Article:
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How to Lose Custody of Your Child

How to Lose Custody of Your Child

a child of divorce

a child of divorce

This is easy to do. If you love your child, you may want to do the opposite of things on this list.

  • Do not attend court hearings about custody or visitation.
  • Ignore requests to meet with your child’s Guardian ad Litem (the lawyer appointed by a judge to learn about your child and make recommendations to the court about what would be best for your child).
  • Never meet your child’s teachers or child care providers.
  • Never attend your child’s soccer games, musical performances, or other activities.
  • Arrive late for scheduled visits with your child.
  • Return your child to the other parent late with little or no advance notice and no good reason.
  • Frequently cancel or miss scheduled visits with your child.
  • When your child is in your care, ignore the child and focus your attention on your boyfriend or girlfriend.
  • Do not bother to feed your child healthful foods.
  • Ignore your child’s need for a predictable sleep schedule.
  • Never phone your child or send holiday presents to your child.
  • Curse and criticize your ex at high volume in front of your child and other witnesses.
  • Send hostile email and text messages to your ex.

You get the idea. Follow this advice, and you will make it easy for a judge to award sole legal and physical custody of your child to your ex. If you want to stay involved and have influence in your child’s life, and your ex is making that difficult, you may want to work with a family mediator and/or an attorney.


This site is for informational purposes only. Nothing here should be construed as legal advice. Virginia L Colin, Ph.D. is a Professional Family Mediator certified by the Virginia Supreme Court. She is not an attorney or a therapist. For a free consultation about whether family mediation would be helpful for you, contact Dr. Colin at or 703-864-2101.


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  1. Angela

    I dread to think how many people actually do a number of these 🙁 They seem to want the child only to get back at their ex, though I hope I’m being cynical here.

    I like the way you give this advice 🙂

    1. Virginia Colin

      Yes, it is sad that some parents emotionally neglect or even abandon their children. It is hard for me to comprehend.

  2. Juli Monroe

    While I’m sure you have seen all of these, it just amazes me that people would do these things. There’s nothing on that list that isn’t just common sense. We make a commitment when we have a child, and going through a divorce shouldn’t change that. But obviously it does for some people. *shaking head*

    1. Virginia Colin

      Maybe there is a lesson in here about having sex without appropriate family planning and birth control supplies.

      I read recently that 40% of births in the U.S. result from unplanned pregnancies. In many cases the two parents were never married to each other.

      Nevertheless, even with unplanned pregnancies and unwed partners, I have seen many dads fight to be fully involved in the child’s life, and I have seen many moms sacrifice a lot to make it possible for the child to have a full relationship with the father. For the first two years, the person who was pregnant does often have more influence if the ex-partners cannot easily agree about what is best for the child, but the other parent also has rights and obligations, and they begin on day 1, if not sooner.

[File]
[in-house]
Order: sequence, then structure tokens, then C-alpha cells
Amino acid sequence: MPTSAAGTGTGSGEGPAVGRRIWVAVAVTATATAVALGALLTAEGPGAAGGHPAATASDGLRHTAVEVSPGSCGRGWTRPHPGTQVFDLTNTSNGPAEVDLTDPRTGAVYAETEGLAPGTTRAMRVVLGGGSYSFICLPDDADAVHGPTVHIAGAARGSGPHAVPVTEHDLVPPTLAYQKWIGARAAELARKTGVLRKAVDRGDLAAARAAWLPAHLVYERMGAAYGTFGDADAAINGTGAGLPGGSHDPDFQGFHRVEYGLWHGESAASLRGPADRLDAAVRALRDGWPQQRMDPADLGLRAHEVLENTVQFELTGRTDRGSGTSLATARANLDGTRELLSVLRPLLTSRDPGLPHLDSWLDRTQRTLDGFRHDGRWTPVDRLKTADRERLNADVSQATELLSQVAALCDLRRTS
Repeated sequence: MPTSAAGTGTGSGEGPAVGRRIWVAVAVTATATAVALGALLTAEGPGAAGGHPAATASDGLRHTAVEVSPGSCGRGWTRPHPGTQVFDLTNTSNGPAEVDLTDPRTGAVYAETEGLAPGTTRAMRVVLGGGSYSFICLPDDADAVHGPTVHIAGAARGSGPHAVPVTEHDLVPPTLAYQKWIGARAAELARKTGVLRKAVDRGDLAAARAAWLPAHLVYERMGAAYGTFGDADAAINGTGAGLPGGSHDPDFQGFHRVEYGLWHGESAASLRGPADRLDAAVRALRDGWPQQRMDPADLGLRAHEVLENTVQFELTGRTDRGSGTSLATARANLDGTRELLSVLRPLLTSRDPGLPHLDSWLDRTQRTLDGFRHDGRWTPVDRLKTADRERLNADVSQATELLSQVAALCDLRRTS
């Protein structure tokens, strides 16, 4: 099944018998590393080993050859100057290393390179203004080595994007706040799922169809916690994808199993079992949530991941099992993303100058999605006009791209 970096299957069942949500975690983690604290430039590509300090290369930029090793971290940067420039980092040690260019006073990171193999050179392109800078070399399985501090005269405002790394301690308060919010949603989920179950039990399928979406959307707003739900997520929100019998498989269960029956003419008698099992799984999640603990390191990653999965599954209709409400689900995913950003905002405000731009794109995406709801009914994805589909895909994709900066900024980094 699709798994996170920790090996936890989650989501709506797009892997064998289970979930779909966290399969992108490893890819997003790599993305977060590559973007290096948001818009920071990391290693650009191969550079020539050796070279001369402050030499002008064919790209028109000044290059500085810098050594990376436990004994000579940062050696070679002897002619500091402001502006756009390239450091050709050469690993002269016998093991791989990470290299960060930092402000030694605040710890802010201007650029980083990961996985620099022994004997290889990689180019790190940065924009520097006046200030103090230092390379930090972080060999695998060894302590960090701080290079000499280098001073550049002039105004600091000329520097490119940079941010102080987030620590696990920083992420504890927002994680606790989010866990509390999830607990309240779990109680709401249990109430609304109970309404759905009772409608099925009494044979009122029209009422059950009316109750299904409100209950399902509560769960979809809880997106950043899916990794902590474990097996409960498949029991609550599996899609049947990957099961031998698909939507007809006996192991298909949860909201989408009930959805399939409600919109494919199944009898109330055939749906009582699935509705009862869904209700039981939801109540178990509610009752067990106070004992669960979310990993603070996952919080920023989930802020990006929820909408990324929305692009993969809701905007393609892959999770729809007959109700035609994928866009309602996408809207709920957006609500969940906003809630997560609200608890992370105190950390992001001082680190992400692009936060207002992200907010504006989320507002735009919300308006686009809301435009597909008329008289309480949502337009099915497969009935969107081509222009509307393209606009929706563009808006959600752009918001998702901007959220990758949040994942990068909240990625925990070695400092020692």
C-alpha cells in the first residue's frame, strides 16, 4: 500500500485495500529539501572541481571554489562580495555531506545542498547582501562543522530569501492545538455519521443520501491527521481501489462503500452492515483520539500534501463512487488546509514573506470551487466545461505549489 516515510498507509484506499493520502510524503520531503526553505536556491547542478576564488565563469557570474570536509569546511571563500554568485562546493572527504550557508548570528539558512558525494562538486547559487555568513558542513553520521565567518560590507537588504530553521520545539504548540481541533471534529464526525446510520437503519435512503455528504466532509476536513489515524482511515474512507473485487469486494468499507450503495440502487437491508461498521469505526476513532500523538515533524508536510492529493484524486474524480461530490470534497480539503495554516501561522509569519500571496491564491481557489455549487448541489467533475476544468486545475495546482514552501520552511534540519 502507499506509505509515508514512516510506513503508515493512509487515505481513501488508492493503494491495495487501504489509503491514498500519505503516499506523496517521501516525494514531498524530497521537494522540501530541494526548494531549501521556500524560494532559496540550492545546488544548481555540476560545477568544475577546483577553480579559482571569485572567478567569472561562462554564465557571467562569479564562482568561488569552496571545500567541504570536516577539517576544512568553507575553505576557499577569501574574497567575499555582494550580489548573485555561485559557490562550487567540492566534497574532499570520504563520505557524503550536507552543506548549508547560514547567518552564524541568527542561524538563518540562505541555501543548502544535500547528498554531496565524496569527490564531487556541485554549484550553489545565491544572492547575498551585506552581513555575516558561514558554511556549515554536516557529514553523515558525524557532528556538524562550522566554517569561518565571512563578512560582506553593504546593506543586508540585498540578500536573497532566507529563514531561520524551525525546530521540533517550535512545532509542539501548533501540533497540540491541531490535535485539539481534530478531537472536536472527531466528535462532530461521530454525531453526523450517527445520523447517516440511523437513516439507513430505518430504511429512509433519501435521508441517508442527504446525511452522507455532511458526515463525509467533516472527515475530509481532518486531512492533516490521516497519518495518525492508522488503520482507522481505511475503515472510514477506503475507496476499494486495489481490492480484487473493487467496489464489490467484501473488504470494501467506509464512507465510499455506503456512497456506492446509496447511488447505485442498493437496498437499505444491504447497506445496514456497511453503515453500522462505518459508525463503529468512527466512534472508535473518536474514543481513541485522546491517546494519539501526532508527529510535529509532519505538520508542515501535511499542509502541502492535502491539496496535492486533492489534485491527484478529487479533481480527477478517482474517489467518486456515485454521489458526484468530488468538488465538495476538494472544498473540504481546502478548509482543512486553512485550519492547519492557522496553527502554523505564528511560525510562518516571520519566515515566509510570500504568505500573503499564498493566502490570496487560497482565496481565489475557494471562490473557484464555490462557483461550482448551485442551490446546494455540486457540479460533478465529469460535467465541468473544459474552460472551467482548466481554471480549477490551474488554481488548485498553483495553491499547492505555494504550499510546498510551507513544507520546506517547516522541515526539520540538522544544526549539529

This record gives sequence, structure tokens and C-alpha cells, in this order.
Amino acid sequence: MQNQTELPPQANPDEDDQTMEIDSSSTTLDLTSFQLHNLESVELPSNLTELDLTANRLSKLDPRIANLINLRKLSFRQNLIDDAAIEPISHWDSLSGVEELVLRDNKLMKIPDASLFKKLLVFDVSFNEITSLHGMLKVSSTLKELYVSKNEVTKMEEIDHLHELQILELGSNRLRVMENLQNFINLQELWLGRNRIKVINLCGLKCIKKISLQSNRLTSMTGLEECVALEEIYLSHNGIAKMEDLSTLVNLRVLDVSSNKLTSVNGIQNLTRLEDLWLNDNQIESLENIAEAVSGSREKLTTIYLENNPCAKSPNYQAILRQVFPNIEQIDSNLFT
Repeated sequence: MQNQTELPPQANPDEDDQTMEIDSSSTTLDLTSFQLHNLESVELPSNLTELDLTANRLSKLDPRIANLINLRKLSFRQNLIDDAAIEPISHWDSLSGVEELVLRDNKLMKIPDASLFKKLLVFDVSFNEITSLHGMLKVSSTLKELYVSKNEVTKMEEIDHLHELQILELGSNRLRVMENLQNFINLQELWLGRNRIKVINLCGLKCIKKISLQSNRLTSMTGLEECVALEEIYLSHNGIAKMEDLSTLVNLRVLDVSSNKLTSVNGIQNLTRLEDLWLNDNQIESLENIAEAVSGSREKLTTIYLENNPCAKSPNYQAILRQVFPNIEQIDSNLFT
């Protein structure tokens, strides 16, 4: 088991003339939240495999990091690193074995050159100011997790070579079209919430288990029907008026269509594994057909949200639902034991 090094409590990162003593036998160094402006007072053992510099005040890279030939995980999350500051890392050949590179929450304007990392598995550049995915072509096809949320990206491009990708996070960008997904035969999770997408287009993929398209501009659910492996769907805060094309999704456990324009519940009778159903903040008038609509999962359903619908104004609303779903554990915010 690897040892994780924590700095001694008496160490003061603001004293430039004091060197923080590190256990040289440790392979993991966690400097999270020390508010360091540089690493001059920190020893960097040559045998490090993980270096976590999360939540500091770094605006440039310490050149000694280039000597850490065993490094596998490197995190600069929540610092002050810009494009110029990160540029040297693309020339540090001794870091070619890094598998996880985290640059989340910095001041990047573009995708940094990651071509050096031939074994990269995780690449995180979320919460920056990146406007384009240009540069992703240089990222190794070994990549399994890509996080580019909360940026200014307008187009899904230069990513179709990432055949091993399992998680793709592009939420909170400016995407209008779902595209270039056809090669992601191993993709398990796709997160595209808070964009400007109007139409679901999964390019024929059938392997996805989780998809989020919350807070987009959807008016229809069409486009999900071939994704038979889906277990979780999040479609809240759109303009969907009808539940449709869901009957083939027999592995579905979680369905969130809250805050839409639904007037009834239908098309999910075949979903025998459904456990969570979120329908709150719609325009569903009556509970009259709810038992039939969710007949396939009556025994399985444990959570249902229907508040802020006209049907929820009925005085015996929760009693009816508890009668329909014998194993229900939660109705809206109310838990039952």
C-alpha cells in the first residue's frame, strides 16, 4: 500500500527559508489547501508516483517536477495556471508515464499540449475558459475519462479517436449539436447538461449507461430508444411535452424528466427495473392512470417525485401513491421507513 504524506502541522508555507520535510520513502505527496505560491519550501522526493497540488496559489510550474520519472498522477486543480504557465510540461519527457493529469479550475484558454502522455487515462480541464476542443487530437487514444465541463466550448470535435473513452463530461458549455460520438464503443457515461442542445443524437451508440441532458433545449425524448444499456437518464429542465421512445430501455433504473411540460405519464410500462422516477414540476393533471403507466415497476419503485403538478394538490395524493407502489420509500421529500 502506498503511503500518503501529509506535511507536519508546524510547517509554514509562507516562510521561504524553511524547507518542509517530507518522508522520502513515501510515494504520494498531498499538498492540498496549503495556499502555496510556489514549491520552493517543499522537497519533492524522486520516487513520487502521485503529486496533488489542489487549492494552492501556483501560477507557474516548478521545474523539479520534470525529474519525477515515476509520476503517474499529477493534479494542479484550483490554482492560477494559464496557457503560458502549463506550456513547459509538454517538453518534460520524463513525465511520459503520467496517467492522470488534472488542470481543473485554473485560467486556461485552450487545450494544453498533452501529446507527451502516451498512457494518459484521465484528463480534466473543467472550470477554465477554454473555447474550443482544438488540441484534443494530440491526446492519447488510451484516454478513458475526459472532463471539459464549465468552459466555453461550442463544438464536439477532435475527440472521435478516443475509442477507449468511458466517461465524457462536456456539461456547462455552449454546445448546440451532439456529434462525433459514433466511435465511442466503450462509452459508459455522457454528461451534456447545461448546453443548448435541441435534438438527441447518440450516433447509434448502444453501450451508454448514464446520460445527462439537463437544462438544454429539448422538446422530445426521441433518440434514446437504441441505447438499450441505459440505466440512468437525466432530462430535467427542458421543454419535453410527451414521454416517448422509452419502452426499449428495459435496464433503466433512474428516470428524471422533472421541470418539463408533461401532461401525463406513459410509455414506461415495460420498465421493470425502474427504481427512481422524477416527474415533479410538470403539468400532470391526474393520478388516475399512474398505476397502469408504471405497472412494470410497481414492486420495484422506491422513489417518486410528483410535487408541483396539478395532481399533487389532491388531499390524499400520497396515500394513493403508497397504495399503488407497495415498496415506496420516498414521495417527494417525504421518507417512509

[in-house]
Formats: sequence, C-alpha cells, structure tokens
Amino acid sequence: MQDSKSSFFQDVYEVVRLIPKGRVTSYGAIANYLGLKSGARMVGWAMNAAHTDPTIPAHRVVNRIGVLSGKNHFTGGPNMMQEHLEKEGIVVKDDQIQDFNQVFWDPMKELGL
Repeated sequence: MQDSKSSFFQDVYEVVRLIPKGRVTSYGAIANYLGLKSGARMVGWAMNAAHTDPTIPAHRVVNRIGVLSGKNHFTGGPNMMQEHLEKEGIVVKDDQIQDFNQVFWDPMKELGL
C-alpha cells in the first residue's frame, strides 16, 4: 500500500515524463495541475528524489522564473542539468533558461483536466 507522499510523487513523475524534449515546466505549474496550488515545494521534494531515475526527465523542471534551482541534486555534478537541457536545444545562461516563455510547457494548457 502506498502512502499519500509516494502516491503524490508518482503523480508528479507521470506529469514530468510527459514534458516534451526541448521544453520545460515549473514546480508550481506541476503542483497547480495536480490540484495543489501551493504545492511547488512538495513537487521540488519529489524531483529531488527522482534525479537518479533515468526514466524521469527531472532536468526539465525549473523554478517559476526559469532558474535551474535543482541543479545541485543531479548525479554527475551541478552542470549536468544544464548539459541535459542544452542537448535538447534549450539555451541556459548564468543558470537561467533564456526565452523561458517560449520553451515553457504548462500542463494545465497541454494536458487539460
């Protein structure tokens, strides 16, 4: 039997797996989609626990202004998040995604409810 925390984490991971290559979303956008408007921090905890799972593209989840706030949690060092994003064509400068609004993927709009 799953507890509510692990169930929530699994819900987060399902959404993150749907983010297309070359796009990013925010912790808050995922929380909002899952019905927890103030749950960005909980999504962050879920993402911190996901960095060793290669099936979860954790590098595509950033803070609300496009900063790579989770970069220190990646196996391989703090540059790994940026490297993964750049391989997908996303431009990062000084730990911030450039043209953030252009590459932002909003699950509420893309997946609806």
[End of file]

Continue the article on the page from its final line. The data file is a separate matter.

3. Joanne

    Some of these I know parents have married and divorced and some of them I think would be hard to prove.

    1. Virginia Colin

      Paternity tests are very convincing these days.

  4. Alan Jacobs

    Great posting Virginia. I shudder to think about the number of people behaving in many of these ways but oblivious to how they are affecting their children.

    1. Virginia Colin

      Thanks, Alan. I feel the same way — It is so painful for the children.

  5. Solon Vlasto

    Baffling that someone would do these things and expect anything less than losing custody. Thank you for a well done post Virginia.

  6. Peter Tromp

    It seems a bit like the old game of “blaming the victim.” that he/she is a victim as the most common reason for losing contact and custody are not the above reasons, but an unwilling residential parent using the above reasons to exclude the nonresident parent and a complete lack of mechanisms and procedures to deal with these alienating parents.

  7. Virginia Colin

    Thanks for raising that issue, Peter.

    Some of the behaviors on the list can be verified by witnesses (judge, Guardian ad Litem (GAL), teachers, day care providers, people who were standing nearby while a parent was screaming and cursing at the other parent in front of the child). Others cannot.

    For late arrivals, sudden cancellations, lack of phone calls, etc. it may come down to one parent’s word against the other’s. Sometimes both parents believe they are telling the truth, but their memories are highly selective. In other cases, one parent is lying. Discerning what is really going on can be difficult for the GAL and the judge.

    Sometimes the residential parent really is trying to cut the other parent out of the child’s life. For parents who may be victims of such attempts at parental alienation, I recommend the book Divorce Poison by Richard Warshak. The book tells you not only how to recognize the warning signs, but also what to do to protect your child as much as you can from the damage the other parent might create by trying to turn a child against you.

  8. Angus Mac Innes

    This is a good primer for caring parents. I’ve heard of all of these things happening, sad as it might seem.

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